Cutting-edge research earns critical funding

Cutting-edge research earns critical funding

Federal support for new infrastructure key to moving innovative projects forward.

By Anne Craig

July 29, 2015


Three Queen’s University researchers have earned funding from the Canada Foundation for Innovation John R. Evans Leaders fund. The fund allows researchers to acquire infrastructure for their research teams to undertake cutting-edge research.

Alexander Braun (Geological Sciences and Geological Engineering) and Robert Colautti (Biology) each received $150,000) while Lindsay Fitzpatrick (Biomedical Engineering) accepted $125,000.

“Funding from the John R. Evans Leaders Fund is critical for advancing Queen’s research projects,” says Cynthia Fekken, Associate Vice-Principal (Research). “Infrastructure support will allow our researchers to continue to make an impact at both international and national levels.”

Dr. Braun is using the funding to acquire a superconducting gravimeter, a technology that will be used for monitoring fluid migration processes in oil, gas and water reservoirs. There are only 12 of these instruments deployed worldwide and by adding a second one in Canada, it increases the potential to monitor mass change in reservoirs to improve production efficiency as well as mitigating environmental hazards.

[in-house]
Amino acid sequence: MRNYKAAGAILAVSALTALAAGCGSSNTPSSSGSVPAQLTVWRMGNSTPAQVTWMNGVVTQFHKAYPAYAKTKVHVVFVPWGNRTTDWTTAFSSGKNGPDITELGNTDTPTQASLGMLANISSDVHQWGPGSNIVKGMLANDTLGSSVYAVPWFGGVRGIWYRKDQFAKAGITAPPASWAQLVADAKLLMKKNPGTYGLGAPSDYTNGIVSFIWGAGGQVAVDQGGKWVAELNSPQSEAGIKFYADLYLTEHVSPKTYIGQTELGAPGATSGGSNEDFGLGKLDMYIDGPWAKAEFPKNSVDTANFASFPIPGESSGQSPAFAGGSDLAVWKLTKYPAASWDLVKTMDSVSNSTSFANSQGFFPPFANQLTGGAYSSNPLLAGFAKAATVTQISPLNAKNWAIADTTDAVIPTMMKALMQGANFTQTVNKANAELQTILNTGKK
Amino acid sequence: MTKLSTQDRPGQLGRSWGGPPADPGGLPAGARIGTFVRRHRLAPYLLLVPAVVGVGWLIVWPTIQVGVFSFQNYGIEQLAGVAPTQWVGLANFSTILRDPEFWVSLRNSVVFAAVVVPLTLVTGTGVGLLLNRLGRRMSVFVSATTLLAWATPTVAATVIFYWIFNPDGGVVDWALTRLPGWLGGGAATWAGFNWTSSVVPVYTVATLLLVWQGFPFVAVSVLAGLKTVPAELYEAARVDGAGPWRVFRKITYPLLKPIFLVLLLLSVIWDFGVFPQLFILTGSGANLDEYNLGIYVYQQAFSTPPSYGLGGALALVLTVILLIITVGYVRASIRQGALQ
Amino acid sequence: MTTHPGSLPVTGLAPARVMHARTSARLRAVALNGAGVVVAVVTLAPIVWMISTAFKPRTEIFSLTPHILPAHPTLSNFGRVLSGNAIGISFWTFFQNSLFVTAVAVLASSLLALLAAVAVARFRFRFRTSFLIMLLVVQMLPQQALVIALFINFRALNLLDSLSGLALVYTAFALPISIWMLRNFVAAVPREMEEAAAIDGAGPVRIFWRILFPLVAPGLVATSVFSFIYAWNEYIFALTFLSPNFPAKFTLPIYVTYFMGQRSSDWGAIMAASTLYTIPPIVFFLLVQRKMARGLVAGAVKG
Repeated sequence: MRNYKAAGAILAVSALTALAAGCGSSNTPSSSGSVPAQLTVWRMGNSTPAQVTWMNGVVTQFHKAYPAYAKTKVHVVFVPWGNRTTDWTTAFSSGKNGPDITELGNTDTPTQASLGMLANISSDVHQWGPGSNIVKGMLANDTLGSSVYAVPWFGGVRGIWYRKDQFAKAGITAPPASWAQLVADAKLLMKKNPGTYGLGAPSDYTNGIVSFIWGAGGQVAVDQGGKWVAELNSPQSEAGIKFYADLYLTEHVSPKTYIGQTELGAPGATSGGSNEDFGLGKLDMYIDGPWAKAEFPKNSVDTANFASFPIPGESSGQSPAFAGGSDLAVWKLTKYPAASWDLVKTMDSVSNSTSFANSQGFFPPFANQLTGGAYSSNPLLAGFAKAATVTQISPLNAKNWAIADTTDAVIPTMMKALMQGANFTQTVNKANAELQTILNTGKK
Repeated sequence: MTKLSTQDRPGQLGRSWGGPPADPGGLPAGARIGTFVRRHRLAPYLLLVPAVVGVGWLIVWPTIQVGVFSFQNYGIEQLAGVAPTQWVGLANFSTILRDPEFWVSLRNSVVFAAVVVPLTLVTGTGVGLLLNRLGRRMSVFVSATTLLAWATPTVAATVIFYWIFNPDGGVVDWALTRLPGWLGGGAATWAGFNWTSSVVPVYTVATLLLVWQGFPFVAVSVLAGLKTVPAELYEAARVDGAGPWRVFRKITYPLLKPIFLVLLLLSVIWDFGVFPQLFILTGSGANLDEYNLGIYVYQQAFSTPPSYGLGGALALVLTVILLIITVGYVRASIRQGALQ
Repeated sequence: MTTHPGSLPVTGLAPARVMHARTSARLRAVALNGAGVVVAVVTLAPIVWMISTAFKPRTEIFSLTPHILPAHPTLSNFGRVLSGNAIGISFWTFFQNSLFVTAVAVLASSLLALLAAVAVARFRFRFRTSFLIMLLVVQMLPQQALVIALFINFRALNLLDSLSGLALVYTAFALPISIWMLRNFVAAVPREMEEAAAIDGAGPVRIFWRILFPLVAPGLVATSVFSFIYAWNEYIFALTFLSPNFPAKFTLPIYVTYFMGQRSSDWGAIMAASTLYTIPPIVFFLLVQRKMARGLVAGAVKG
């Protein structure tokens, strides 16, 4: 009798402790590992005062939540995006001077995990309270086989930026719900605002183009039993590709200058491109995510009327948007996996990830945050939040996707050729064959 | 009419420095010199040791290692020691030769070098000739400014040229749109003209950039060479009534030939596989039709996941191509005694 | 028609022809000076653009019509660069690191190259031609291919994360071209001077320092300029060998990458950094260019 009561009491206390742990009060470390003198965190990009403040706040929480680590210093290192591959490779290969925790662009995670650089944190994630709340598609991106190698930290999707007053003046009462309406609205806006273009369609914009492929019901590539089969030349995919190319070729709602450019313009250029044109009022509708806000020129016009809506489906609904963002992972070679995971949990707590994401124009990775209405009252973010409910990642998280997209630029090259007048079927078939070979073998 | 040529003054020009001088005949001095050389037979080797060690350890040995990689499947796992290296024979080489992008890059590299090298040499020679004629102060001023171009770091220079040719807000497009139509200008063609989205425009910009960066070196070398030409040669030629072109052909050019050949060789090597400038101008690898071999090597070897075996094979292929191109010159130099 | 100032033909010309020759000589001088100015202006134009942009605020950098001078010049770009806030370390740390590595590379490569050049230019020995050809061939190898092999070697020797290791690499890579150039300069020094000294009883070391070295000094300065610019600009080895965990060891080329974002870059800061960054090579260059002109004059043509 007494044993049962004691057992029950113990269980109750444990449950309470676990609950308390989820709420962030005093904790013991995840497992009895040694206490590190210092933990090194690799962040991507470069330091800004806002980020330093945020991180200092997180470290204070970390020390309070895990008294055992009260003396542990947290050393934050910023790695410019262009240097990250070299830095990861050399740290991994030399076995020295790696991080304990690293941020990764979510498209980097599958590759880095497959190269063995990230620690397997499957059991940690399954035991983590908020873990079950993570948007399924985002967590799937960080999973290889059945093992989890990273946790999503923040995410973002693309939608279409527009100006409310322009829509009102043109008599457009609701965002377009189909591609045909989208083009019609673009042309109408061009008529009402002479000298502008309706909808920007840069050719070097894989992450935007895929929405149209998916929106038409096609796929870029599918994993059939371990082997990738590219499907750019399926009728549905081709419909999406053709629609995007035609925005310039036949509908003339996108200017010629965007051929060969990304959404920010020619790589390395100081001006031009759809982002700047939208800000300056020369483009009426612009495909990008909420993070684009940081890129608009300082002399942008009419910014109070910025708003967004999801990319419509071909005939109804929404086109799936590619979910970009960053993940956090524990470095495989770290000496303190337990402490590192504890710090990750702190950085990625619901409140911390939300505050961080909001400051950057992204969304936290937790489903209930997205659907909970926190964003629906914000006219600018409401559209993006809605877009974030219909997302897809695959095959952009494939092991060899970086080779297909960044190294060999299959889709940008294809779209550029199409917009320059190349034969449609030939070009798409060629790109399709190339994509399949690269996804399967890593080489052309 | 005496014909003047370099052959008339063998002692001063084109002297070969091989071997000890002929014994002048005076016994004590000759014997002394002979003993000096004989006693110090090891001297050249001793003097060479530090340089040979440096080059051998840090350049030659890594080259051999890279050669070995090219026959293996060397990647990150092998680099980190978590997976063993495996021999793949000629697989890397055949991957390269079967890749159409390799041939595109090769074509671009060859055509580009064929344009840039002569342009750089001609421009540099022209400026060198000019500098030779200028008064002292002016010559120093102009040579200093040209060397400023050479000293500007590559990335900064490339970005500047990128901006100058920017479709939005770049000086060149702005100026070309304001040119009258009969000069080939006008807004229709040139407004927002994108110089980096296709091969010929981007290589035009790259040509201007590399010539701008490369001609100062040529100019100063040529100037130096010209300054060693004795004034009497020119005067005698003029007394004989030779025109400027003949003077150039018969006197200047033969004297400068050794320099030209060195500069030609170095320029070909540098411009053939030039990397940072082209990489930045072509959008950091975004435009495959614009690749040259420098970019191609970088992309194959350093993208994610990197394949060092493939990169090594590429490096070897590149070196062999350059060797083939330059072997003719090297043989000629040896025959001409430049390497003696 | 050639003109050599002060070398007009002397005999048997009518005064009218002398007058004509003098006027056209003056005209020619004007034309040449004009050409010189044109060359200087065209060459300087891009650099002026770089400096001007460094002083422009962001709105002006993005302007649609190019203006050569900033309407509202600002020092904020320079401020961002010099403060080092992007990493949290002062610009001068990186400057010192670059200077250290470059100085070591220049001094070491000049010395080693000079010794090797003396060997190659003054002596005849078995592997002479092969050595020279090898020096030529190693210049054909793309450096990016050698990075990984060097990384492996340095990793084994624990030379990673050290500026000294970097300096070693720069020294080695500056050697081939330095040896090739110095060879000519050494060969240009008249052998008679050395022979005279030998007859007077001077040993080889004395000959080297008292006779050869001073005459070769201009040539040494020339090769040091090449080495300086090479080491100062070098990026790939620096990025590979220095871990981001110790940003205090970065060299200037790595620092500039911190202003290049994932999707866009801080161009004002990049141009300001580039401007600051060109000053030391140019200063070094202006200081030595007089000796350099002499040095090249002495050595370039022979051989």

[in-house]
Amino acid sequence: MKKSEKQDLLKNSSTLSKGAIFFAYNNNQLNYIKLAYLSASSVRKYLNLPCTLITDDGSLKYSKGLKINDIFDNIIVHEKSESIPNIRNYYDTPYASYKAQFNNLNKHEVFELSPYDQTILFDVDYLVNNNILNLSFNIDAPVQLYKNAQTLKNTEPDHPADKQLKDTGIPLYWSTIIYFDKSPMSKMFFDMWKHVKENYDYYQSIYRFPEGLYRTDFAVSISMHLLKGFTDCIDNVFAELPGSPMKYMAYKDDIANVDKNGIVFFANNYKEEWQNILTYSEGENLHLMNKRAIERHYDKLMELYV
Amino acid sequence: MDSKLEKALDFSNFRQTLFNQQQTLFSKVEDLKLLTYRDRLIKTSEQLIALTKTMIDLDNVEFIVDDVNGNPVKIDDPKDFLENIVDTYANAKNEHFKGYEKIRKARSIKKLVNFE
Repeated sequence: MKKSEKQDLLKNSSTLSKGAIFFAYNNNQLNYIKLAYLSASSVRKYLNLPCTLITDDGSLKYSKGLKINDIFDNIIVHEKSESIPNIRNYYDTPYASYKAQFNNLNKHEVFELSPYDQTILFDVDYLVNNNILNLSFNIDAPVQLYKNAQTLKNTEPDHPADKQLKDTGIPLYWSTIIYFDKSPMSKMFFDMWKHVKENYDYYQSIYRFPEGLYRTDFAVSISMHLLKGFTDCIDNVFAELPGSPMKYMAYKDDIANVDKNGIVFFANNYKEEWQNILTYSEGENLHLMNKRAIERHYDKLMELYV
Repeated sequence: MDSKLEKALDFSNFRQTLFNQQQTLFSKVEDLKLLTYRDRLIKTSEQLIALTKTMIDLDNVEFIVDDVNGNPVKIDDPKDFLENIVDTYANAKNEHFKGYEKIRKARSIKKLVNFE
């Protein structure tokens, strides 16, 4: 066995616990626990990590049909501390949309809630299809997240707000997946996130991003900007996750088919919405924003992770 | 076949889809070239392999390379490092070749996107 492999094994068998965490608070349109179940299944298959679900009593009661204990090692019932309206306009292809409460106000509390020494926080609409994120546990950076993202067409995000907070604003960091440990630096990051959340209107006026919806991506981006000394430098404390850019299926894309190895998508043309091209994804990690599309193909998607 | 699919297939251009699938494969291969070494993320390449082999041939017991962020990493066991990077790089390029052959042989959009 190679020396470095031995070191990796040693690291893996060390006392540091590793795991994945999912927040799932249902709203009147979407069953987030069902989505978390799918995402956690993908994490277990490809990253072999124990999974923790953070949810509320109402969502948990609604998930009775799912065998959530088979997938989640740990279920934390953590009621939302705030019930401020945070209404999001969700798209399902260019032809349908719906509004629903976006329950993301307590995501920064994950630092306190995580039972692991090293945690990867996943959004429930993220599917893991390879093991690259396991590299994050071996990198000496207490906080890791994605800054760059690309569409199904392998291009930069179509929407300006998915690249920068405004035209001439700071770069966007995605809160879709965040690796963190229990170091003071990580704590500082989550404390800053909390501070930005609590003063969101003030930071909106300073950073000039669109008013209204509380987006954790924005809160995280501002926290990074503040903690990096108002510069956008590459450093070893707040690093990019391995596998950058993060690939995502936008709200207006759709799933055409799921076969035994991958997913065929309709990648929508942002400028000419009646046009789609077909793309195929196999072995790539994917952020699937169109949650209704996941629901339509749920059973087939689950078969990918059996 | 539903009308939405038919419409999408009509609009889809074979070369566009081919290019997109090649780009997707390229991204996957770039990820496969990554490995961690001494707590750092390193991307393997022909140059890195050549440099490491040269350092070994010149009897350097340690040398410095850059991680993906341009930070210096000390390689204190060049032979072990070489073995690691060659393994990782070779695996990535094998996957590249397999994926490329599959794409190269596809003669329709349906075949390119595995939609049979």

Dr. Colautti is examining ecological dominance of two of Canada’s most invasive weeds: purple loosestrife and garlic mustard. He is using new genome sequencing methods and globally distributed field research to determine how these species rapidly evolve to invade and proliferate in new environments. Understanding this will help manage the world’s biodiversity in the face of global change.

Dr. Fitzpatrick’s research combines biomedical engineering and innate immunology to understand how our immune cells recognize and respond to medical materials. Upon implantation, biomaterials elicit an inflammatory response that can interfere with the long-term performance of biomaterials and biomedical devices. Identifying the key signaling pathways immune cells use to interact with materials will enable the development of therapies for controlling this inflammatory response and improve the biocompatibility of engineered materials.

For more information on the funding, visit the website.

Queen’s distinguishes itself as one of the leading research-intensive institutions in Canada. The mission is to advance research excellence, leadership and innovation, as well as enhance Queen’s impact at a national and international level. Through undertaking leading-edge research, Queen’s is addressing many of the world’s greatest challenges, and developing innovative ideas and technological advances brought about by discoveries in a variety of disciplines.

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